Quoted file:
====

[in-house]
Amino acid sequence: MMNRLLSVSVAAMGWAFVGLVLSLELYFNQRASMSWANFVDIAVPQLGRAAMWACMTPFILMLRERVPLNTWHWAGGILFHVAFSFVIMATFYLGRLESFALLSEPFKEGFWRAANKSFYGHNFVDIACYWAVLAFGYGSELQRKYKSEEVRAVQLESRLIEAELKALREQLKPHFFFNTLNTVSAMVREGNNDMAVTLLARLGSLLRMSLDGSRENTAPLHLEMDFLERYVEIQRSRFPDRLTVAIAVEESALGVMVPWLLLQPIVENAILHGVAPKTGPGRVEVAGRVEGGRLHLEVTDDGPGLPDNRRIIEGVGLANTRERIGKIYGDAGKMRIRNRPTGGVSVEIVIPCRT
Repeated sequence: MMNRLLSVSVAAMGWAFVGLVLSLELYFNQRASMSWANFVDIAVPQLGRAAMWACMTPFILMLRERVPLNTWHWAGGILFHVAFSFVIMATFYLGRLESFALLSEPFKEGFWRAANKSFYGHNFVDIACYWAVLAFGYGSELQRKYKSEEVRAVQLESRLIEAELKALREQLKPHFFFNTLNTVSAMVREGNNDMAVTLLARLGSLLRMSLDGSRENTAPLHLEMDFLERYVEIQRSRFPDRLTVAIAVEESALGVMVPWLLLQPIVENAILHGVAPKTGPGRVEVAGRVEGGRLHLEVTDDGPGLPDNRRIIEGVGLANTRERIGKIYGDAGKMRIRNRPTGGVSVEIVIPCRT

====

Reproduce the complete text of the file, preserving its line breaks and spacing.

[in-house]
Amino acid sequence: MMNRLLSVSVAAMGWAFVGLVLSLELYFNQRASMSWANFVDIAVPQLGRAAMWACMTPFILMLRERVPLNTWHWAGGILFHVAFSFVIMATFYLGRLESFALLSEPFKEGFWRAANKSFYGHNFVDIACYWAVLAFGYGSELQRKYKSEEVRAVQLESRLIEAELKALREQLKPHFFFNTLNTVSAMVREGNNDMAVTLLARLGSLLRMSLDGSRENTAPLHLEMDFLERYVEIQRSRFPDRLTVAIAVEESALGVMVPWLLLQPIVENAILHGVAPKTGPGRVEVAGRVEGGRLHLEVTDDGPGLPDNRRIIEGVGLANTRERIGKIYGDAGKMRIRNRPTGGVSVEIVIPCRT
Repeated sequence: MMNRLLSVSVAAMGWAFVGLVLSLELYFNQRASMSWANFVDIAVPQLGRAAMWACMTPFILMLRERVPLNTWHWAGGILFHVAFSFVIMATFYLGRLESFALLSEPFKEGFWRAANKSFYGHNFVDIACYWAVLAFGYGSELQRKYKSEEVRAVQLESRLIEAELKALREQLKPHFFFNTLNTVSAMVREGNNDMAVTLLARLGSLLRMSLDGSRENTAPLHLEMDFLERYVEIQRSRFPDRLTVAIAVEESALGVMVPWLLLQPIVENAILHGVAPKTGPGRVEVAGRVEGGRLHLEVTDDGPGLPDNRRIIEGVGLANTRERIGKIYGDAGKMRIRNRPTGGVSVEIVIPCRT